Long-term trends in elephant mortality and their causes in Kenya
Peer reviewed, Journal article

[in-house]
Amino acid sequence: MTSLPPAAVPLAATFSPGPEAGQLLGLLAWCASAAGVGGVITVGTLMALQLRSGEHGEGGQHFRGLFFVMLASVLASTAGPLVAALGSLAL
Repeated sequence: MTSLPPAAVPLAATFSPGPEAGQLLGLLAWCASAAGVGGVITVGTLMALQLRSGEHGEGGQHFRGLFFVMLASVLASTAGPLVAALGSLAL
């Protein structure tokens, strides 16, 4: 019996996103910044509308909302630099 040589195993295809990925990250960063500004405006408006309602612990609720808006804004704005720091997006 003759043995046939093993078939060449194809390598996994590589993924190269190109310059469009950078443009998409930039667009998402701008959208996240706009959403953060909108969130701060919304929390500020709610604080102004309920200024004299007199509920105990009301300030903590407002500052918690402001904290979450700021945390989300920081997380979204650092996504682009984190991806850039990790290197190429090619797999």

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High mortality poses a serious threat to sustainable conservation of the African elephant (Loxodonta africana). Using detected carcass data collected by the Kenya Wildlife Service (KWS) during 1992-2017, we analyze temporal and spatial variation in elephant mortality in Kenya. We investigate the major mortality causes and means used to kill elephants, carcass category, tusk recovery status, variation in mortality with elephant age and sex classes, differences between inside and outside protected areas (PAs), the Proportion of Illegally Killed Elephants (PIKE) and the overall mortality rate (MR — the number of dead/number of live elephants in a given year). In total 9,182 elephant deaths were recorded during the 26 years. Elephant mortality increased over time and was attributed primarily to natural (33.1%) and human-related causes, particularly ivory poaching (31.5%) and human-elephant conflicts (19.9%). Elephant mortality varied across Kenya’s 47 counties in correspondence with variation in elephant population size and was the highest in the leading elephant range counties of Taita Taveta, Laikipia, Samburu and Meru. Mortality was higher for males and adults and outside the protected areas. Most elephant carcasses had tusks (75.1%) but a few did not (12.5%). Yearly PIKE values peaked in 2012, the year with the highest poaching levels in Kenya during 1992-2017. MR increased throughout 1992-2017. Temporal variation in elephant mortality probability was significantly influenced by human and livestock population densities, average annual maximum temperature and total annual rainfall and the strength of these influences varied across the seven leading elephant range counties of Kenya. Natural processes are increasingly contributing to elephant mortality likely due to climate change and the associated food and water stress, exacerbated by contracting range. Enhancing anti-poaching and strategies for mitigating climate change impacts and human-elephant conflict and reducing range contraction while sustaining habitat connectivity can help reduce mortality and promote elephant conservation. Strengthening enforcement of international wildlife laws can further reduce illegal trade in tusks and killing of elephants.